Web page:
The chapter on demographics clearly shows that over the next several decades the state will face an increasing number of retirements (see additional demographic detail). Many will take place in mission-critical and management positions (see “Occupations of Concern”). In addition, previous research has indicated that the state’s existing pay plan may not adequately account for market forces driving Wyoming’s economy (Harris, 2006), thus leading to additional turnover among state employees. Failure to address demographic and market challenges likely means an increasing amount of seasoned talent loss, as well as the direct and indirect costs that accrue to state agencies from unnecessary employee turnover (for additional detail on turnover see also quarterly TRENDS issues). It should be noted that the agencies studied have a higher percentage of female employment than some other agencies and state government as a whole. This demographic factor likely impacts the results of this study and affects the degree to which the results can be generalized to all of state government. Factors such as child care, school age children, care of older parents, gender discrimination, limited high paying work opportunities outside of state government, as well as other factors may be of greater concern to employees in these agencies as compared to other agencies with a different demographic profile.

The Value of Multiple Methods

R&P is in a unique position for producing succession planning research. Survey research provides a limited and somewhat costly alternative for collecting data. Moreover, interpreting the relevance (results) of responses for behavior and policy can be less than straightforward. However, it is invaluable in many circumstances when no other data sources currently exist. This is often the case when researching opinions and behavioral intentions. R&P has extensive history in producing quality survey research findings (see a recent survey on Wyoming nurses).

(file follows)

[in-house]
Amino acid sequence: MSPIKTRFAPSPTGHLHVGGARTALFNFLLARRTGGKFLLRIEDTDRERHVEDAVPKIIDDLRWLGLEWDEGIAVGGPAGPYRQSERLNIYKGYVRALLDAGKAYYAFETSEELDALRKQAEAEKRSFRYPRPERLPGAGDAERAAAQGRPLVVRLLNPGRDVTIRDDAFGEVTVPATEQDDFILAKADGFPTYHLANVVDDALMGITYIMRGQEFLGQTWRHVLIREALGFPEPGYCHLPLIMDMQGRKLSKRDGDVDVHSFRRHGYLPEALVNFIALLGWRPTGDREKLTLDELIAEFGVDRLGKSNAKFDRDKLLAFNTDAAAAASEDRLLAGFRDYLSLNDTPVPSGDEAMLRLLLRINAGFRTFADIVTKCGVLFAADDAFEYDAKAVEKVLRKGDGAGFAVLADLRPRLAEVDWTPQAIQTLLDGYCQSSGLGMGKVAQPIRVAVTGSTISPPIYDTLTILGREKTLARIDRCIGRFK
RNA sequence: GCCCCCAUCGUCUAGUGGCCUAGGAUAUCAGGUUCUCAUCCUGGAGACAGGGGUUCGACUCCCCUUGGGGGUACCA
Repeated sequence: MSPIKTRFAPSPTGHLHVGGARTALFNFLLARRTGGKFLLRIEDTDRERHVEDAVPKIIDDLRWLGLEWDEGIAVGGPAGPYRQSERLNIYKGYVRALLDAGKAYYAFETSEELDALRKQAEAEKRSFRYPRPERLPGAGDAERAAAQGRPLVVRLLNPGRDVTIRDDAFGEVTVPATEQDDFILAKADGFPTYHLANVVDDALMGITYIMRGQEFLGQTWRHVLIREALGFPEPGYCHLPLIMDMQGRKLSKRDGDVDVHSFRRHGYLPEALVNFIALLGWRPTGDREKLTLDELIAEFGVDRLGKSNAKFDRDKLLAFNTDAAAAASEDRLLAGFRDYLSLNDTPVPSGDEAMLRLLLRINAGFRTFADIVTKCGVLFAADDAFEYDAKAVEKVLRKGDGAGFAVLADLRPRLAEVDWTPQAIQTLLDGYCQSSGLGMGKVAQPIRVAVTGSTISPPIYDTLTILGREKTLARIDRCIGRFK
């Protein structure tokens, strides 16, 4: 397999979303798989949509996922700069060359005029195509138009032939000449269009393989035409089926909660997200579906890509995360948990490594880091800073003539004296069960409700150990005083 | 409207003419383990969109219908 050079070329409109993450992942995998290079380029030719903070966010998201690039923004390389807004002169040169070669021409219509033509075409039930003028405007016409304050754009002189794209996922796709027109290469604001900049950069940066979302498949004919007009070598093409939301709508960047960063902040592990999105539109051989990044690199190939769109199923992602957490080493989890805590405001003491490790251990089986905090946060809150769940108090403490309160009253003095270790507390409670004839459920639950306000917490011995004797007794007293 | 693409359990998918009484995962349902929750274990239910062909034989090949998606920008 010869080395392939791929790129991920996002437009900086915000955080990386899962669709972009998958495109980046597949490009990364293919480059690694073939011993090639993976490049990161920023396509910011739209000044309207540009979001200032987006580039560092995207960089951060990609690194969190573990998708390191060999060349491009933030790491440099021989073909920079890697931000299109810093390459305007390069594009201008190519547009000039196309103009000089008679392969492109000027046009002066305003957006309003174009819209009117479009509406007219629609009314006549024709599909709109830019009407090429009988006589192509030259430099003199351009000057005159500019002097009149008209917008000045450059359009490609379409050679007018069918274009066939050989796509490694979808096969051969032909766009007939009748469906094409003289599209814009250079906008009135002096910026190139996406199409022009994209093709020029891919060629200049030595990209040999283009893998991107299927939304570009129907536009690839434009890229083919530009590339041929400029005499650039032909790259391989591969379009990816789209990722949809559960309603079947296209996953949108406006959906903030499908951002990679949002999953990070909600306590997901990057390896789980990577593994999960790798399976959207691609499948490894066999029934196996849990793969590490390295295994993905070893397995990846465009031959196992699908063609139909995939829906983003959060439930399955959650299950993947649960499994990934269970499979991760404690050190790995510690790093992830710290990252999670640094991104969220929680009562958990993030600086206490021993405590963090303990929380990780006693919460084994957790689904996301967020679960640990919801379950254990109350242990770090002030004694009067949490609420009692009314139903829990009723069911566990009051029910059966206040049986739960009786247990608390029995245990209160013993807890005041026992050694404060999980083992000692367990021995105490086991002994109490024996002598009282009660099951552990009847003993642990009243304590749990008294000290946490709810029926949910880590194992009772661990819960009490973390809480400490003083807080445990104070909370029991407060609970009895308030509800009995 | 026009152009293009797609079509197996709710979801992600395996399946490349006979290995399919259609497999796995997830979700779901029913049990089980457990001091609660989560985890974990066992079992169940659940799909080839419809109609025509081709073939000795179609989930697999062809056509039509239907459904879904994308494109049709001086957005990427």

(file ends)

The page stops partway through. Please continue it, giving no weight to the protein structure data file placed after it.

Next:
R&P, due to its association with the Unemployment Insurance (UI) program and agreements with other state agencies, has the advantage of longitudinal wage and demographic data on a near census of all workers in the state from 1992 to the present. These data mean that R&P can determine the work history of all employees for an extensive time frame. Given the ongoing nature of the data collection strategy, results from administrative data research can be updated at minimal cost on a quarterly basis to ascertain current trend development.

R&P has also pioneered research into combining survey and administrative data to take advantage of research possibilities not available from either source separately. The combination of survey and administrative data on research subjects means that R&P, for example, can verify responses to survey questions to determine which questions are most predictive of various workforce behaviors. As an example, R&P can, over time, verify the actual number of respondents who left their organization after stating their intent to do so (known as question predictive validity; see Table 1). By so doing we can refine what is and is not important for understanding and predicting turnover behavior.